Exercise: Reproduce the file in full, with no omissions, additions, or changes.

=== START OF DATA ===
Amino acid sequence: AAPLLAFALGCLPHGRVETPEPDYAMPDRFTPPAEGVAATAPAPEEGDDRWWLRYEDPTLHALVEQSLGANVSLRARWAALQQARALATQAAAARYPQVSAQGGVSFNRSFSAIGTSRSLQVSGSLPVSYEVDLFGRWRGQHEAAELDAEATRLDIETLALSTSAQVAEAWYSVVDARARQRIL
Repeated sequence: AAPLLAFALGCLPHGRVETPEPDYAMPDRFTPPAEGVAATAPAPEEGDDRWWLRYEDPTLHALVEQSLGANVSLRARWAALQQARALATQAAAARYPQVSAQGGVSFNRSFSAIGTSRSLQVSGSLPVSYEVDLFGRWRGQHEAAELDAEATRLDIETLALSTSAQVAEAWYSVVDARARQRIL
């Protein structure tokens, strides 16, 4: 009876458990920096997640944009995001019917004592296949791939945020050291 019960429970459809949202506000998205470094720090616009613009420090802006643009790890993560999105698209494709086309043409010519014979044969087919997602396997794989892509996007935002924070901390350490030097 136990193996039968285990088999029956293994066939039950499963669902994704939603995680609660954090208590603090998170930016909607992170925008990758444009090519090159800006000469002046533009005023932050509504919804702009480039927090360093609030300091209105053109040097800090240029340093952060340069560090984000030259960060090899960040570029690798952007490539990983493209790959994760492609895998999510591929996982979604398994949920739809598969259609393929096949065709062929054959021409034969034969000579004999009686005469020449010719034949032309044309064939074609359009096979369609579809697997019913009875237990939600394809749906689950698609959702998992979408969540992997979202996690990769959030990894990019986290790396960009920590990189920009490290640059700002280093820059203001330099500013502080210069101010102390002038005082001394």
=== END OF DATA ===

Amino acid sequence: AAPLLAFALGCLPHGRVETPEPDYAMPDRFTPPAEGVAATAPAPEEGDDRWWLRYEDPTLHALVEQSLGANVSLRARWAALQQARALATQAAAARYPQVSAQGGVSFNRSFSAIGTSRSLQVSGSLPVSYEVDLFGRWRGQHEAAELDAEATRLDIETLALSTSAQVAEAWYSVVDARARQRIL
Repeated sequence: AAPLLAFALGCLPHGRVETPEPDYAMPDRFTPPAEGVAATAPAPEEGDDRWWLRYEDPTLHALVEQSLGANVSLRARWAALQQARALATQAAAARYPQVSAQGGVSFNRSFSAIGTSRSLQVSGSLPVSYEVDLFGRWRGQHEAAELDAEATRLDIETLALSTSAQVAEAWYSVVDARARQRIL
């Protein structure tokens, strides 16, 4: 009876458990920096997640944009995001019917004592296949791939945020050291 019960429970459809949202506000998205470094720090616009613009420090802006643009790890993560999105698209494709086309043409010519014979044969087919997602396997794989892509996007935002924070901390350490030097 136990193996039968285990088999029956293994066939039950499963669902994704939603995680609660954090208590603090998170930016909607992170925008990758444009090519090159800006000469002046533009005023932050509504919804702009480039927090360093609030300091209105053109040097800090240029340093952060340069560090984000030259960060090899960040570029690798952007490539990983493209790959994760492609895998999510591929996982979604398994949920739809598969259609393929096949065709062929054959021409034969034969000579004999009686005469020449010719034949032309044309064939074609359009096979369609579809697997019913009875237990939600394809749906689950698609959702998992979408969540992997979202996690990769959030990894990019986290790396960009920590990189920009490290640059700002280093820059203001330099500013502080210069101010102390002038005082001394």